Family Ties (LS-HR-620)

Introduction

The Family Ties learning scenario is meant to teach students the significance of family and the way it developed and changed throughout the twentieth century.  It is also supposed to encourage tolerance and empathy for different forms of family, especially single-parent families and gay families. The Europeana resource I used is the exhibition called “Family Matters”. It contains a collection of photos and videos depicting families in different situations and shapes during the twentieth century.

The twentieth century is referred to as the Century of Change since it brought about many social, political and economical changes that affected people’s homes and lives. The two world wars, women’s emancipation and LGBTQ movements were some of the events that contributed to the formation of new family concepts and discourses.

Learning Process

The lesson is implemented inside the classroom and it starts with a discussion about the significance of family. The teacher encourages students to discuss the topic in groups. Then, the students write their ideas into the Mentimeter. In the class discussion and with the teacher as a moderator, they express their opinions about it and talk about their own family. They distinguish the nuclear family from the extended one. They talk about different families from their social circle – single-parent families and gay families. They reflect on the feelings they have about their own families as well as different ones.

Resources for students

All students and the teacher are provided with tablets and we use MS Teams to collaborate. The material for this lesson is posted online as a Wakelet collection. Students get the link and are instructed to read the text and study the pictures and videos of the Europeana exhibition called Family Matters. Having read the text, the students, divided into teams, take the quiz in order to check their understanding. Once they finish the quiz, the teacher reflects on the results.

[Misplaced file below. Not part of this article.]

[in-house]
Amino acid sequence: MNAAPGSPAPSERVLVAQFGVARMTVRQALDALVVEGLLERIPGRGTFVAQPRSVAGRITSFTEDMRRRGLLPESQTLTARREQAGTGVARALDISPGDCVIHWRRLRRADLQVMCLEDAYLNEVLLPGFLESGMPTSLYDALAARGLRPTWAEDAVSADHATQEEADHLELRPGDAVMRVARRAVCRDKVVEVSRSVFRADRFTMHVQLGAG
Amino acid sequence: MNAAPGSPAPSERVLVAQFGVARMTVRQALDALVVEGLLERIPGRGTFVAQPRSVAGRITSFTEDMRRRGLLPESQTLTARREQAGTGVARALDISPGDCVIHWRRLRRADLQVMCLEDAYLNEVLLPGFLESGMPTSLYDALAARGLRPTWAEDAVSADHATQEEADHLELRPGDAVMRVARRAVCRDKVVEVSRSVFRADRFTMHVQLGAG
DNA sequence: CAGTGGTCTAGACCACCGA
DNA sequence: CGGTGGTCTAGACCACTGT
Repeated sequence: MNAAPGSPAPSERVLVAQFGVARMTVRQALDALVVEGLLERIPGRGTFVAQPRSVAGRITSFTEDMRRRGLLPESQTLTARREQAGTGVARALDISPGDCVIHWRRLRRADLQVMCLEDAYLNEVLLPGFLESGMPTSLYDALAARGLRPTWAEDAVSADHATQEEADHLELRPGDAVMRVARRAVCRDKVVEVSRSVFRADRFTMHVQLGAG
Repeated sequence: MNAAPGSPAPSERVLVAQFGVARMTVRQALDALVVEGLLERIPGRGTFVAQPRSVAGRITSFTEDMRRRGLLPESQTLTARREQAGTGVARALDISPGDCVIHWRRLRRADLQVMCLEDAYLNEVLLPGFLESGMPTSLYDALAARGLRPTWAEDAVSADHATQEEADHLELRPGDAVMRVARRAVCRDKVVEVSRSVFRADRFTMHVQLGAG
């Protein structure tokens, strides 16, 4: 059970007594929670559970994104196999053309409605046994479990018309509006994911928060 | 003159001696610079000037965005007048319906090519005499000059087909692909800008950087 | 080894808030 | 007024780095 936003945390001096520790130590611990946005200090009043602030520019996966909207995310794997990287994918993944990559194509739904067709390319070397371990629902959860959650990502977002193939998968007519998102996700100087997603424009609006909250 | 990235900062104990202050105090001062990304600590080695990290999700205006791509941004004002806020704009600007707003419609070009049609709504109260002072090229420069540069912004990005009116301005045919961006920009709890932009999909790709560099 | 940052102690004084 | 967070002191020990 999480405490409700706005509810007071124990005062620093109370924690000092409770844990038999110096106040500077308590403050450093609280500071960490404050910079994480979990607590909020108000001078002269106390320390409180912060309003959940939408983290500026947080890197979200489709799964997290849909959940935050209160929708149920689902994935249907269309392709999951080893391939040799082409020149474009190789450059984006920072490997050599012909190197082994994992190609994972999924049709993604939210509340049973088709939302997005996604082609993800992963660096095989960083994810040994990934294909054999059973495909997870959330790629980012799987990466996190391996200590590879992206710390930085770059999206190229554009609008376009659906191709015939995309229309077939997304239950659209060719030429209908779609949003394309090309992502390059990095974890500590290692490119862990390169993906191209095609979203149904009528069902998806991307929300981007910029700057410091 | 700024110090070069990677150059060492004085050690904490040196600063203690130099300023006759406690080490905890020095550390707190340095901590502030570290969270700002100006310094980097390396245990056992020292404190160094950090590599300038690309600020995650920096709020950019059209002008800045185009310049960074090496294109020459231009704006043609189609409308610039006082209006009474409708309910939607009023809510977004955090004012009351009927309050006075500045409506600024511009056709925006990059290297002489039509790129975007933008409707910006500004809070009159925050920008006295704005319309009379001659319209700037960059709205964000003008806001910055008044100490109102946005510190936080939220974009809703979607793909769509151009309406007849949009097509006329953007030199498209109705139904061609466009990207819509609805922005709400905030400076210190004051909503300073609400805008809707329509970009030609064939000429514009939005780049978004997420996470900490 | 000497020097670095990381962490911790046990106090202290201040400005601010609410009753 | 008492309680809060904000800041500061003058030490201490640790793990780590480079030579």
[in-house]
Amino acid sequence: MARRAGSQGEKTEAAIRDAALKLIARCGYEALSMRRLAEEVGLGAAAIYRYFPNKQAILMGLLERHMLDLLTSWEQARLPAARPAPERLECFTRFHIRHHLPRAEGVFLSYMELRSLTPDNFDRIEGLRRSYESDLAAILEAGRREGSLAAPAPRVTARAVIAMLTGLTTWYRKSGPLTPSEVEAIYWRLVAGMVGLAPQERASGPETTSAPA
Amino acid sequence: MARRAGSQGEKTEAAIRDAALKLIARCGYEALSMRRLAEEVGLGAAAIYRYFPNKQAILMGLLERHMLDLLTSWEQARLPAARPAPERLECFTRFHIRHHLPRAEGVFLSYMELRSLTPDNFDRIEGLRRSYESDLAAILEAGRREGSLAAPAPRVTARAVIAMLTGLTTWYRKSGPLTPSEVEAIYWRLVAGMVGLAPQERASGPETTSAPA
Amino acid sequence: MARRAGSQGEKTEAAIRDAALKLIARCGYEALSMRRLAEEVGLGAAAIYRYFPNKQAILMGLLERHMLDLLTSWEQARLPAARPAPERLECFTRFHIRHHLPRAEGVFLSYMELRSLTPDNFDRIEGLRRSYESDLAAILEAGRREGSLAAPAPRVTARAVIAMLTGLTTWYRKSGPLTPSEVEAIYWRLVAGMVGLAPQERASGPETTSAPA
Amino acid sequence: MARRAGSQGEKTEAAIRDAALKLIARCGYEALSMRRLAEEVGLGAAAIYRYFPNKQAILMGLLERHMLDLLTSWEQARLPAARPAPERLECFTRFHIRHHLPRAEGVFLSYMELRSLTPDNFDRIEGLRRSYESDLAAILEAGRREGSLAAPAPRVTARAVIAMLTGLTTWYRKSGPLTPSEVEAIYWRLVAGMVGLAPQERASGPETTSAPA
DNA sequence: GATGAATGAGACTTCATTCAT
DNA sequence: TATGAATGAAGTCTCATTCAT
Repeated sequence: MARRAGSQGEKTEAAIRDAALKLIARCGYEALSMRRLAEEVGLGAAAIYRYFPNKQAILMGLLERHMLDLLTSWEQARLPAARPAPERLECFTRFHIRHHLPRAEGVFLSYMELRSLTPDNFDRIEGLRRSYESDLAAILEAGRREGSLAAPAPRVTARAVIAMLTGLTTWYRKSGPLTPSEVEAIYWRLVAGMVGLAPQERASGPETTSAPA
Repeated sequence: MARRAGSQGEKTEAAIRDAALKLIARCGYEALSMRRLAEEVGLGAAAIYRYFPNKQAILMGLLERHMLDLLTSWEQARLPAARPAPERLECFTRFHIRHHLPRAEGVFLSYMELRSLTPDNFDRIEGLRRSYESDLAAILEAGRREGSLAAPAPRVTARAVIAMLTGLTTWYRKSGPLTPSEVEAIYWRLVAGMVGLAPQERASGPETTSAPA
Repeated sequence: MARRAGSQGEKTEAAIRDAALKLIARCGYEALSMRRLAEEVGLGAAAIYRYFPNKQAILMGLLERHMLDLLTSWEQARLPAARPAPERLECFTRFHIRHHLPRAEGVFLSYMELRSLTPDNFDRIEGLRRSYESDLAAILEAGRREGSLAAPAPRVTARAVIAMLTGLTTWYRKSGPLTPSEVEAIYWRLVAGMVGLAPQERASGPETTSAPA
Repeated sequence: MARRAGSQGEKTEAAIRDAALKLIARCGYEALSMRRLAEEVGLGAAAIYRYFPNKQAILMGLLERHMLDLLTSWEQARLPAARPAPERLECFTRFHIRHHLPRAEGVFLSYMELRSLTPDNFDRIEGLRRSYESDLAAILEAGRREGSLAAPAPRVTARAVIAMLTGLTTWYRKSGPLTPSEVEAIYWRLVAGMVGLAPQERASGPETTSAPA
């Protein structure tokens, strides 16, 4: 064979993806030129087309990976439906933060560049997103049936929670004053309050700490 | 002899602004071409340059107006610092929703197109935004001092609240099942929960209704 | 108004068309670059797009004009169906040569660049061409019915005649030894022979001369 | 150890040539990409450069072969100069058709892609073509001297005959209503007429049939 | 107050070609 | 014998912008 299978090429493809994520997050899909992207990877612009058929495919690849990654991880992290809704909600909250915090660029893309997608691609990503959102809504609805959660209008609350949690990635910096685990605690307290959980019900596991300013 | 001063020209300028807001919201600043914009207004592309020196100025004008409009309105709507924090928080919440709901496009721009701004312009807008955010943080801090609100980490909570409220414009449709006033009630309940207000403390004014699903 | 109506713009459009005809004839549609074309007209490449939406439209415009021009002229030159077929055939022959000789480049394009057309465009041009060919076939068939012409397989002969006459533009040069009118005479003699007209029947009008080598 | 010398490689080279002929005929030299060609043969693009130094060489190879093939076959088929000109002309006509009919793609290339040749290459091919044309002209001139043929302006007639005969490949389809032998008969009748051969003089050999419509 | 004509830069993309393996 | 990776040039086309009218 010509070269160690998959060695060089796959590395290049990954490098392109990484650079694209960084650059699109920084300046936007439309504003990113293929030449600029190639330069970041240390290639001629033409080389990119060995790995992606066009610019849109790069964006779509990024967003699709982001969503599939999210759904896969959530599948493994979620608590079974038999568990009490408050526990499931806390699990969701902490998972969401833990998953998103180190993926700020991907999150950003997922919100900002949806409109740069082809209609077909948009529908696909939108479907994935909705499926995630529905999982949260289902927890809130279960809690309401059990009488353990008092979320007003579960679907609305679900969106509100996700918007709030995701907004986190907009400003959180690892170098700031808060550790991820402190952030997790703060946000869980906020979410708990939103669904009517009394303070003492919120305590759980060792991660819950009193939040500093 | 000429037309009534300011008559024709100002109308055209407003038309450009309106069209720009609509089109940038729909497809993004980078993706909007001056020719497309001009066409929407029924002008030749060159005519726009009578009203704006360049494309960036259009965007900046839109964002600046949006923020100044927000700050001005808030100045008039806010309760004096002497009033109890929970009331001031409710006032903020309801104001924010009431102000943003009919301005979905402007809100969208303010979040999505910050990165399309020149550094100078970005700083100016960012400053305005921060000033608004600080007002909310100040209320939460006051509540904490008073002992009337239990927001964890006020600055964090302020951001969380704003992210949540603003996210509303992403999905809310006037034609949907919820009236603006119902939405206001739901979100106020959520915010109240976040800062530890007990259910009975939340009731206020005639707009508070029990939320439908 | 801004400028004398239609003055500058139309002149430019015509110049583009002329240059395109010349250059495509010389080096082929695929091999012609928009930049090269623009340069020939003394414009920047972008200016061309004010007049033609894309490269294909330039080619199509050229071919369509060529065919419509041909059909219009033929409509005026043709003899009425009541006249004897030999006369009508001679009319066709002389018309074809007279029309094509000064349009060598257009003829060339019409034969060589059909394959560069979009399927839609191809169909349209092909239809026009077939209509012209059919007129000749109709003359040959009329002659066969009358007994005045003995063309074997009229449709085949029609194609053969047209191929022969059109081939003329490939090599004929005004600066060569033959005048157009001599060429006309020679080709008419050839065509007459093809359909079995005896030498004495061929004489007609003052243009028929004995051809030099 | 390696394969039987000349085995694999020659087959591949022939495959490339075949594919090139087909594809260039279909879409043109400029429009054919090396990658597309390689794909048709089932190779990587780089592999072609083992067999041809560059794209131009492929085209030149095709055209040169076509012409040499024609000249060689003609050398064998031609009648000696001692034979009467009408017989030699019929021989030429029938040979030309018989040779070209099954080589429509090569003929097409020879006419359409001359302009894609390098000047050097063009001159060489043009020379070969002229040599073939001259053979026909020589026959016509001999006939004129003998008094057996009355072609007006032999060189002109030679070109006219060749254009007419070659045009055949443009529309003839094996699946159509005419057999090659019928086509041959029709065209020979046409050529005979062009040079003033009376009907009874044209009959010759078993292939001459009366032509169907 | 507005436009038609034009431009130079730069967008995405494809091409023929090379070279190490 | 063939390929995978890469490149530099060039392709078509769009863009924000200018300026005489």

Resources for students

Next, the teacher shows one old photo of a family taken in the 1920s and asks students to describe the people in it. Students’ teams discuss the physical appearance of the people in the photo and, in turns report to the rest of the class.

After the description of the physical appearance, students are invited to assume details about the photo and the people in it: When was it taken? Are the people happy? Rich? Poor? Then, the teacher draws attention to one person in the photo and asks students to assume who this person is, if he/she is happy, why he/she is angry… The spokesperson of groups

Finally, students choose one family photo that they brought in and write a 70-word long family saga about them. Once they finish, they read it to the class. The owner of the photo tells the real story and spots the differences and similarities between the two stories. They upload their stories into an eBook called Family Ties.

A photo from the author’s family album

Conclusion

At the end of the lesson, the teacher asks questions addressing the students’ understanding of the lesson content and encourages them to reflect on their learning. Students write their answers in the Google form. The questions are:

How well do you feel you understood today’s lesson?

What is the most important thing you have learned in today’s lesson and why is it important?

What are two ways you have contributed in class today?

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Public Domain Mark 1.0: the featured image used to illustrate this article has been found on Europeana and has been provided by the Mauritshuis.

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